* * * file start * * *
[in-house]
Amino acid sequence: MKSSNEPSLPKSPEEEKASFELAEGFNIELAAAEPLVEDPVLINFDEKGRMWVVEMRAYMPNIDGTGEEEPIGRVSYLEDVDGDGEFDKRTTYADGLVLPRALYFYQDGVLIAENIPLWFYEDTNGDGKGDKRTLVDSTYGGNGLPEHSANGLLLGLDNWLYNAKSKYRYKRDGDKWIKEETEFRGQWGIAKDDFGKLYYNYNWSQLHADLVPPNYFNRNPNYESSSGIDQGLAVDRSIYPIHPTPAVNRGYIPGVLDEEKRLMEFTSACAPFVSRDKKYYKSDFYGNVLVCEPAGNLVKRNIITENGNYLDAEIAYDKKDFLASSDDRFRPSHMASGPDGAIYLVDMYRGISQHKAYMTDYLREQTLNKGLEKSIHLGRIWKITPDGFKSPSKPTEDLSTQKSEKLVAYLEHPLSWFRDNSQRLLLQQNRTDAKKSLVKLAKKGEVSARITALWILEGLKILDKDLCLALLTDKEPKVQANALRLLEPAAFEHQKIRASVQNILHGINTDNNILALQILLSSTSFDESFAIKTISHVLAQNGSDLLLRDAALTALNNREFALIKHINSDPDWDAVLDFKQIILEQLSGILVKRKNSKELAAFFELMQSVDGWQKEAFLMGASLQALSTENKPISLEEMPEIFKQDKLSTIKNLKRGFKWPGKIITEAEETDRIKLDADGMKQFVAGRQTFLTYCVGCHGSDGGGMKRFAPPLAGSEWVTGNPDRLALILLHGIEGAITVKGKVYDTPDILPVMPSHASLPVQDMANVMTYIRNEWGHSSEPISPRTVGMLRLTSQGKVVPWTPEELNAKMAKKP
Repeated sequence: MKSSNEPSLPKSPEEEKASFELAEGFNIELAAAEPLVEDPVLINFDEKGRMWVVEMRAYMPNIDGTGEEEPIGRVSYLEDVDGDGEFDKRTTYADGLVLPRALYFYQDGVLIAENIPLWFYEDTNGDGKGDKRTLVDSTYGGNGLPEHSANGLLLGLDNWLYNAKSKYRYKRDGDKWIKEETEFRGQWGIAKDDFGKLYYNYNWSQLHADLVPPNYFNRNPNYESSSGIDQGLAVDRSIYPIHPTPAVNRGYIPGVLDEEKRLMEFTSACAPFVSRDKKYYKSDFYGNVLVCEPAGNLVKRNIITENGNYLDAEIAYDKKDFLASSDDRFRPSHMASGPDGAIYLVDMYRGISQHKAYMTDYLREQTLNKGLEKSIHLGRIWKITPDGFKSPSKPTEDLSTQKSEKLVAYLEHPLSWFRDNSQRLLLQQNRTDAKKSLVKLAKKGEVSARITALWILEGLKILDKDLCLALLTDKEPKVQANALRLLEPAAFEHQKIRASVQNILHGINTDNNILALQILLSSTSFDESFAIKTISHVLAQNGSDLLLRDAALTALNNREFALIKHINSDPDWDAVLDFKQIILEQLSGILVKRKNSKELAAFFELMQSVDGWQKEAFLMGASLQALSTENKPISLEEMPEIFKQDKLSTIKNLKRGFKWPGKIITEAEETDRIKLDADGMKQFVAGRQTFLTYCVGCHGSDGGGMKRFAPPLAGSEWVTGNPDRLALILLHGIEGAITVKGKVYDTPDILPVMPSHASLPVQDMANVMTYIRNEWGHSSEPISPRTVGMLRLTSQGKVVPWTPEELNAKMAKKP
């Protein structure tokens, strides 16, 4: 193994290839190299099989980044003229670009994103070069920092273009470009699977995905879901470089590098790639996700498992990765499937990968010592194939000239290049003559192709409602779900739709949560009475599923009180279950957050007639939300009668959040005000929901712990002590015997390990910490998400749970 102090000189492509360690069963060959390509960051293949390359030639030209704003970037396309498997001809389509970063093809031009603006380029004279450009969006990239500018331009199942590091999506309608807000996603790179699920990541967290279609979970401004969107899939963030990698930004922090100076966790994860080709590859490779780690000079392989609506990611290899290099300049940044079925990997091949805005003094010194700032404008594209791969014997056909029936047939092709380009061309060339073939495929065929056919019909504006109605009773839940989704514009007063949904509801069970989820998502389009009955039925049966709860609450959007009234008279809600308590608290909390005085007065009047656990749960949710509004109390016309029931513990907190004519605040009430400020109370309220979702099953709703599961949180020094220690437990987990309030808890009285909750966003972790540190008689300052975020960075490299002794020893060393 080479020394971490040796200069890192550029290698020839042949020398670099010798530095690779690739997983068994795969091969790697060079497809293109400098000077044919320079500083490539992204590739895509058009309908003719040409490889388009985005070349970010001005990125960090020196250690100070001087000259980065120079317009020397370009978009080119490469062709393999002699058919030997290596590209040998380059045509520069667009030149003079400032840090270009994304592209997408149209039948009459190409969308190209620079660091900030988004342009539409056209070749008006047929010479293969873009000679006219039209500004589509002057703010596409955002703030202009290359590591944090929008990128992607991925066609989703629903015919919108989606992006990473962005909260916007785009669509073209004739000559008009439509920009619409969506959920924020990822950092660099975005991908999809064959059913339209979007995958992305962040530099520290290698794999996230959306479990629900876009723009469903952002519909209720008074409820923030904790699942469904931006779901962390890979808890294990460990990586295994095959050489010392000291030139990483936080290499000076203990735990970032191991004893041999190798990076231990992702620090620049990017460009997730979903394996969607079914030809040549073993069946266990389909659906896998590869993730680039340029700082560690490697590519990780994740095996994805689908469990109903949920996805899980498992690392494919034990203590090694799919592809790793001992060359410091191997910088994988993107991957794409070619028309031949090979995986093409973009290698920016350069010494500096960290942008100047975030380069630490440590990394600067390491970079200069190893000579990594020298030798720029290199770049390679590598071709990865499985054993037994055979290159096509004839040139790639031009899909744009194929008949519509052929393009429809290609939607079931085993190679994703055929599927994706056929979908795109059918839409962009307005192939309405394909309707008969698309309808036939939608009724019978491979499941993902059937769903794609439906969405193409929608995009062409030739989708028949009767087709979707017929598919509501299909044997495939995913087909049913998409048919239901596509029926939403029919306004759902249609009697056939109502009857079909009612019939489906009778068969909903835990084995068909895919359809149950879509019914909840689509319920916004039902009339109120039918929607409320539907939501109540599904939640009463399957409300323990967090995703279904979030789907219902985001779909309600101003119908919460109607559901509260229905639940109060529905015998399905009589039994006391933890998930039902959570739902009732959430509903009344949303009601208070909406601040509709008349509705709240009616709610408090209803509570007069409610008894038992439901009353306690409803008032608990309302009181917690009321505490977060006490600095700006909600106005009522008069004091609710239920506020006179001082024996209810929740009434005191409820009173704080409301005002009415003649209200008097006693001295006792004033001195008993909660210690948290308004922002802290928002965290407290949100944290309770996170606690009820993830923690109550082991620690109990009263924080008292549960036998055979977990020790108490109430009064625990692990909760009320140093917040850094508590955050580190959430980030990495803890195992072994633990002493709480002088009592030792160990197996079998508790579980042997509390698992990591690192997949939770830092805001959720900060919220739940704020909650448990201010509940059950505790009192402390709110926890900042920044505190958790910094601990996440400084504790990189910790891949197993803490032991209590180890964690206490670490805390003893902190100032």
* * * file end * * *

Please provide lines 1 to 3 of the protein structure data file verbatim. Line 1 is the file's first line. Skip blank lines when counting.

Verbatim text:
[in-house]
Amino acid sequence: MKSSNEPSLPKSPEEEKASFELAEGFNIELAAAEPLVEDPVLINFDEKGRMWVVEMRAYMPNIDGTGEEEPIGRVSYLEDVDGDGEFDKRTTYADGLVLPRALYFYQDGVLIAENIPLWFYEDTNGDGKGDKRTLVDSTYGGNGLPEHSANGLLLGLDNWLYNAKSKYRYKRDGDKWIKEETEFRGQWGIAKDDFGKLYYNYNWSQLHADLVPPNYFNRNPNYESSSGIDQGLAVDRSIYPIHPTPAVNRGYIPGVLDEEKRLMEFTSACAPFVSRDKKYYKSDFYGNVLVCEPAGNLVKRNIITENGNYLDAEIAYDKKDFLASSDDRFRPSHMASGPDGAIYLVDMYRGISQHKAYMTDYLREQTLNKGLEKSIHLGRIWKITPDGFKSPSKPTEDLSTQKSEKLVAYLEHPLSWFRDNSQRLLLQQNRTDAKKSLVKLAKKGEVSARITALWILEGLKILDKDLCLALLTDKEPKVQANALRLLEPAAFEHQKIRASVQNILHGINTDNNILALQILLSSTSFDESFAIKTISHVLAQNGSDLLLRDAALTALNNREFALIKHINSDPDWDAVLDFKQIILEQLSGILVKRKNSKELAAFFELMQSVDGWQKEAFLMGASLQALSTENKPISLEEMPEIFKQDKLSTIKNLKRGFKWPGKIITEAEETDRIKLDADGMKQFVAGRQTFLTYCVGCHGSDGGGMKRFAPPLAGSEWVTGNPDRLALILLHGIEGAITVKGKVYDTPDILPVMPSHASLPVQDMANVMTYIRNEWGHSSEPISPRTVGMLRLTSQGKVVPWTPEELNAKMAKKP
Repeated sequence: MKSSNEPSLPKSPEEEKASFELAEGFNIELAAAEPLVEDPVLINFDEKGRMWVVEMRAYMPNIDGTGEEEPIGRVSYLEDVDGDGEFDKRTTYADGLVLPRALYFYQDGVLIAENIPLWFYEDTNGDGKGDKRTLVDSTYGGNGLPEHSANGLLLGLDNWLYNAKSKYRYKRDGDKWIKEETEFRGQWGIAKDDFGKLYYNYNWSQLHADLVPPNYFNRNPNYESSSGIDQGLAVDRSIYPIHPTPAVNRGYIPGVLDEEKRLMEFTSACAPFVSRDKKYYKSDFYGNVLVCEPAGNLVKRNIITENGNYLDAEIAYDKKDFLASSDDRFRPSHMASGPDGAIYLVDMYRGISQHKAYMTDYLREQTLNKGLEKSIHLGRIWKITPDGFKSPSKPTEDLSTQKSEKLVAYLEHPLSWFRDNSQRLLLQQNRTDAKKSLVKLAKKGEVSARITALWILEGLKILDKDLCLALLTDKEPKVQANALRLLEPAAFEHQKIRASVQNILHGINTDNNILALQILLSSTSFDESFAIKTISHVLAQNGSDLLLRDAALTALNNREFALIKHINSDPDWDAVLDFKQIILEQLSGILVKRKNSKELAAFFELMQSVDGWQKEAFLMGASLQALSTENKPISLEEMPEIFKQDKLSTIKNLKRGFKWPGKIITEAEETDRIKLDADGMKQFVAGRQTFLTYCVGCHGSDGGGMKRFAPPLAGSEWVTGNPDRLALILLHGIEGAITVKGKVYDTPDILPVMPSHASLPVQDMANVMTYIRNEWGHSSEPISPRTVGMLRLTSQGKVVPWTPEELNAKMAKKP